Take a walk down your block at three
in the morning. Listen to things
obscured by white noise in daytime:
gargle of a gutter at the end
of Limestone Lane; mild groans
from your neighbor’s tree house;
two maples daring just a little
closer to heaven. Vast orchards
of planets spin away into kilter.
Climb the rope ladder hanging there.
Sit in that far corner where high
moons filter through leaves
& over grass clippings, weekend roses
rot on the compost pile. Flickering
bats can barely be glimpsed dipping
darkness. It will be hard to leave
if you do it right. It will be awful
to stand down again on earth.
When Rachel's Father Moved Away
a week ago, she began to sing and still
hasn't stopped. I hear her now,
trilling through leaves, perched high
in the farthest crook of the apple tree.
Her mother's concerned. "Rachel
doesn't sing well," she jokes, forcing
a grin. "It's hard hearing her lullabies
falling asleep at night, and what
about school? Maybe it's just a phase."
Walking over to the gnarled trunk,
She grabs hold of each end of a board
he'd nailed there to serve as a ladder,
peers through the branches. "Rach,
sweetie, how about a sandwich?"
But Rachel isn't hungry. Suddenly
much younger, she's into a sing-a-long
learned years ago from Barney,
that lavender dinosaur on TV:
"I love you, you love me," she chants, picks
a big, green apple. She takes a bite,
and it's bitter; then, she takes another.
-both from his poetry collection, Anticipate the Coming Reservoir
―Ibn Batuta, a 14th century Moroccan,
became the Muslim world’s Marco Polo.
He crossed the Sahara expecting wealth
& robes of honor in Timbuktu. His gifts:
"three rounds of bread, a piece of beef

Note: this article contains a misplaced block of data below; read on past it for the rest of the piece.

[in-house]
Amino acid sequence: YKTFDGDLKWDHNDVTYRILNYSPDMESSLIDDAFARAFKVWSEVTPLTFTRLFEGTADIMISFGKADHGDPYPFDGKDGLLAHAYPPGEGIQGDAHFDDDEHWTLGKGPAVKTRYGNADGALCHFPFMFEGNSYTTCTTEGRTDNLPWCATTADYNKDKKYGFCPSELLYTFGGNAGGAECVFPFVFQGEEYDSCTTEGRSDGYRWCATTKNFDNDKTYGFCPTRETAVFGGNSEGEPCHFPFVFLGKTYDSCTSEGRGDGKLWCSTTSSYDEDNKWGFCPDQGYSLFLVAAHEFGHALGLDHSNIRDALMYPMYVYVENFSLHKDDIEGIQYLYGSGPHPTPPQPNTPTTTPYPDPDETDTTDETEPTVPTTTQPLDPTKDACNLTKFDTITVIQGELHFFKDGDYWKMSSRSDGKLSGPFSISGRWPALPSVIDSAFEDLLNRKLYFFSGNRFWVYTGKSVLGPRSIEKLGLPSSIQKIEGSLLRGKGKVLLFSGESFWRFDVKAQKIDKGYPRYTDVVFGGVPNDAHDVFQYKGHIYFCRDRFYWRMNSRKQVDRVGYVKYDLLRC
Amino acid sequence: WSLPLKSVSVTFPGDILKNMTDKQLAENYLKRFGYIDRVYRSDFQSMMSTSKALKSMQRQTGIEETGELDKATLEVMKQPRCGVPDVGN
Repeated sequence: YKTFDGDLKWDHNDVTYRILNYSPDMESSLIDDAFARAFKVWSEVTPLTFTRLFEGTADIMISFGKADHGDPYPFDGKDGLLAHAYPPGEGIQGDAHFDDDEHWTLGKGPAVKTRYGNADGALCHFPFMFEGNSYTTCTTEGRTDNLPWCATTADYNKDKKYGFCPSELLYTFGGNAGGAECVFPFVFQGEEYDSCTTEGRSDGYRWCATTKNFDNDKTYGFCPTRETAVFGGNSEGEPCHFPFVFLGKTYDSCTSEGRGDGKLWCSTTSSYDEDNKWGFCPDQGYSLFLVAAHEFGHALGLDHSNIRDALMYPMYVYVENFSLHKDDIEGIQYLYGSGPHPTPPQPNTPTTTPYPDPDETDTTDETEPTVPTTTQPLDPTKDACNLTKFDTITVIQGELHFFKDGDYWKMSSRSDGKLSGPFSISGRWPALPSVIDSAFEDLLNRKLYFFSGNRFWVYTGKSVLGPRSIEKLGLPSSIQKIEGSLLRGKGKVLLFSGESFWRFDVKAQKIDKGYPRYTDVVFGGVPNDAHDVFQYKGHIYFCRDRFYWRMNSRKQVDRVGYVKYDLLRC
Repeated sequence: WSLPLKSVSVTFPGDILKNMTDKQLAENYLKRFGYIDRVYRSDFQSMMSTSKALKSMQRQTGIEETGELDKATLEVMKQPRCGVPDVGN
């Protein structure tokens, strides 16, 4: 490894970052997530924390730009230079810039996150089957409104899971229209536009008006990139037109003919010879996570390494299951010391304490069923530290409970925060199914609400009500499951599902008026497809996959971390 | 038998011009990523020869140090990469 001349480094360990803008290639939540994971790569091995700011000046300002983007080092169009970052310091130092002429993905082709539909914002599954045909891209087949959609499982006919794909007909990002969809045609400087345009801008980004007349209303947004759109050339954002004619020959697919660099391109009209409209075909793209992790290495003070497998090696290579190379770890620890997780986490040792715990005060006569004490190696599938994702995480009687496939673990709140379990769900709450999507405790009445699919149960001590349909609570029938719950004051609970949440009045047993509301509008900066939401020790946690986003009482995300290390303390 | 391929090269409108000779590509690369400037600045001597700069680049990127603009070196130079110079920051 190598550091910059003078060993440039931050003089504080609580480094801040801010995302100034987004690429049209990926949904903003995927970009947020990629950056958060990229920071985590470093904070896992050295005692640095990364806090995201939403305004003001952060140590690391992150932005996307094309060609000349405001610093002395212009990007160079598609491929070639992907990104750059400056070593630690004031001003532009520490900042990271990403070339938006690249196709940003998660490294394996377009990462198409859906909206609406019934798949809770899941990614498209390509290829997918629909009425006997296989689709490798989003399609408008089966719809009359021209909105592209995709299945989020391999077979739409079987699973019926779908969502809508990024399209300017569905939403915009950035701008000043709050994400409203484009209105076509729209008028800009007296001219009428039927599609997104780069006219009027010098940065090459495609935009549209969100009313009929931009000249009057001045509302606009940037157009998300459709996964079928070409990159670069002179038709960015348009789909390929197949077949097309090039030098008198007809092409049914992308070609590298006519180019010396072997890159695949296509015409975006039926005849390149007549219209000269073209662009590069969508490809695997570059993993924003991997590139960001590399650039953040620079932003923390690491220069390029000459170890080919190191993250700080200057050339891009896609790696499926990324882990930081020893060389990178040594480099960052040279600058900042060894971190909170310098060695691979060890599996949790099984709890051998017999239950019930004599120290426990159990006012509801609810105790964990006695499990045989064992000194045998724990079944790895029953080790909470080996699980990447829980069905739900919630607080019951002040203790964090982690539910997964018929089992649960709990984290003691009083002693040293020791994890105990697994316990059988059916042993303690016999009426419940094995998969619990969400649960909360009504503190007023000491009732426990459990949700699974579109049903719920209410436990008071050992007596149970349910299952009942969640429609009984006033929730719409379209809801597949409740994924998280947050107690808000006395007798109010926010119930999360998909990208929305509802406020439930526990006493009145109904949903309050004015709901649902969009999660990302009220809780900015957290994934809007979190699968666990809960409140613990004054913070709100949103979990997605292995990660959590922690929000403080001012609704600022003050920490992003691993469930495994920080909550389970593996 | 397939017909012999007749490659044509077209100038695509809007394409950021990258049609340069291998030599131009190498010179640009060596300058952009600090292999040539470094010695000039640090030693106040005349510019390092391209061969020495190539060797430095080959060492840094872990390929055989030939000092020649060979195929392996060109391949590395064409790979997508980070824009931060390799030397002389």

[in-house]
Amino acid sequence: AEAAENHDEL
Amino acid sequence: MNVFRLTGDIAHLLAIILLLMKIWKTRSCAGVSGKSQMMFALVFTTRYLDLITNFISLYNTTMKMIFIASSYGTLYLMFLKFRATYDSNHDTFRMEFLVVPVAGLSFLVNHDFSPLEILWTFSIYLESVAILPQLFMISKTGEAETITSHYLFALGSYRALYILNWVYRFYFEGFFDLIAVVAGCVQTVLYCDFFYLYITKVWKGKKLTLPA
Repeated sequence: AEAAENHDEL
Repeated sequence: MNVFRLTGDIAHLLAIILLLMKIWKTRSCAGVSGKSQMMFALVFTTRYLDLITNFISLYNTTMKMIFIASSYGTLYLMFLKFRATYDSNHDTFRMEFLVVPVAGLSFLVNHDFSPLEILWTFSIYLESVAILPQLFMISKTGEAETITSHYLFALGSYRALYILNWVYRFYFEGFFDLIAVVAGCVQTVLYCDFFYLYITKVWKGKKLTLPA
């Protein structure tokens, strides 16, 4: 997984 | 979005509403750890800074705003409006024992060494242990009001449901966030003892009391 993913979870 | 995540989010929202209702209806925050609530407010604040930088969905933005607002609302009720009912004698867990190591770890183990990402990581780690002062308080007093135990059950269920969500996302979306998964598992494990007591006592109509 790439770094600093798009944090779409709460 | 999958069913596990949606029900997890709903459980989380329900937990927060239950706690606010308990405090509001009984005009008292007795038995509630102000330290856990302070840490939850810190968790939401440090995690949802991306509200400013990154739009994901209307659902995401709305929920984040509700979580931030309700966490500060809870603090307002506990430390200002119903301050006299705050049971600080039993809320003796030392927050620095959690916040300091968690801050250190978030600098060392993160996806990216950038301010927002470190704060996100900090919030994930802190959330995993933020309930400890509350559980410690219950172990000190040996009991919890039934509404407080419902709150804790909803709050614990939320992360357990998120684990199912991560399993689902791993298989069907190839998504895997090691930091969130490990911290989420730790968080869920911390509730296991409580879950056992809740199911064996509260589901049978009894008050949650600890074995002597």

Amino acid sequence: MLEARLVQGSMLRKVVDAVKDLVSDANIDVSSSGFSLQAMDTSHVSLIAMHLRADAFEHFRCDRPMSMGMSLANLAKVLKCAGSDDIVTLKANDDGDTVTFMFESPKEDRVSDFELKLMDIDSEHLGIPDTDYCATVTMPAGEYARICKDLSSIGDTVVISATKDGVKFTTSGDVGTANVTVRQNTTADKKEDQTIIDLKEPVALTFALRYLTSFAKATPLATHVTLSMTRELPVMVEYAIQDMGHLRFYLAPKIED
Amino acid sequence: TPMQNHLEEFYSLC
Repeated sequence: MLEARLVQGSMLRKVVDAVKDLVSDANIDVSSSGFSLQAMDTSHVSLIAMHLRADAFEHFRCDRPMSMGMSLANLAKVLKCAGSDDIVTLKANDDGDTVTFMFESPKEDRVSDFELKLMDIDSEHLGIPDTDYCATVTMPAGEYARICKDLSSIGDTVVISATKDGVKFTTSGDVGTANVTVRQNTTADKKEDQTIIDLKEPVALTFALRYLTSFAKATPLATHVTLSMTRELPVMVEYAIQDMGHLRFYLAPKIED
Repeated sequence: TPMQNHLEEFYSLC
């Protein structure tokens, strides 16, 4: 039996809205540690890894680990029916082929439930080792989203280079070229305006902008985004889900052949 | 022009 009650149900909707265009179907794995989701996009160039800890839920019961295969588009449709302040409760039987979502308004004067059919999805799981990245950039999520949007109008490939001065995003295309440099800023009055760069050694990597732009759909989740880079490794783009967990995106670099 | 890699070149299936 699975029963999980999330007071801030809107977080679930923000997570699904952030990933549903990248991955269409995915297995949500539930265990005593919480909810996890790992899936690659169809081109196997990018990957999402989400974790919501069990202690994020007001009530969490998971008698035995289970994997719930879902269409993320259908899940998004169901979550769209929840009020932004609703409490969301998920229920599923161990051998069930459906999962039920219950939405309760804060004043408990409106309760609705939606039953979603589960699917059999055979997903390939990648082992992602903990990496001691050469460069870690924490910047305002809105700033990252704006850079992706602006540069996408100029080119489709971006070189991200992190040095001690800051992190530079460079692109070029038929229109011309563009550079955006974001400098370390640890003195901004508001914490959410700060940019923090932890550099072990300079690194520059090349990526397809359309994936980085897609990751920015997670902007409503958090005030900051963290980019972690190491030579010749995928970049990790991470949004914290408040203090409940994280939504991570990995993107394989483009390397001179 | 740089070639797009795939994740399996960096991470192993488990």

fried in gharti, a calabash with curdled milk."
Later, at a small feast of a root like taro,
all six of his party took ill. One died.
Batuta survived by forcing himself to vomit.
The world was larger than he’d imagined,
& in weakness he thought his dead friend lucky.
On the trip home, Batuta found he’d lost
rapport with the gait of camels but could now
derive a certain comfort by admiring endless
shapes of women lounging along the dunes.
The sand would never again be so forgiving.
-from his poetry collection, Lives of Water
Order To Go
Down on Main Street, the guy who owns Pizza Boutique
has bought out River Antiques
to open a family restaurant. Word in town has it that he's
got designs on Molly's, which
would rankle me―man doesn't smile, never acknowledges
my desire: "easy on the cheese."
Today I order a pie with grilled veggies, "easy on the cheese,"
head to Molly's for a quick pop,
maybe three. The barstool feels fine, like my ass tethers one
world to another, one life to hundreds
who've swiveled this seat, knocked back smoky shot glasses
of bourbon, felt heat course into
their flabby but always-hungry stomachs. Molly's sympathetic,
still easy on my eyes, and my ass
is reluctant; as I spin from the perch, lurch for the door,
it puckers up in an effort at tightness,
tries mightily to overcome the gravity of mozzarella.
-previously in The Innisfree Poetry Journal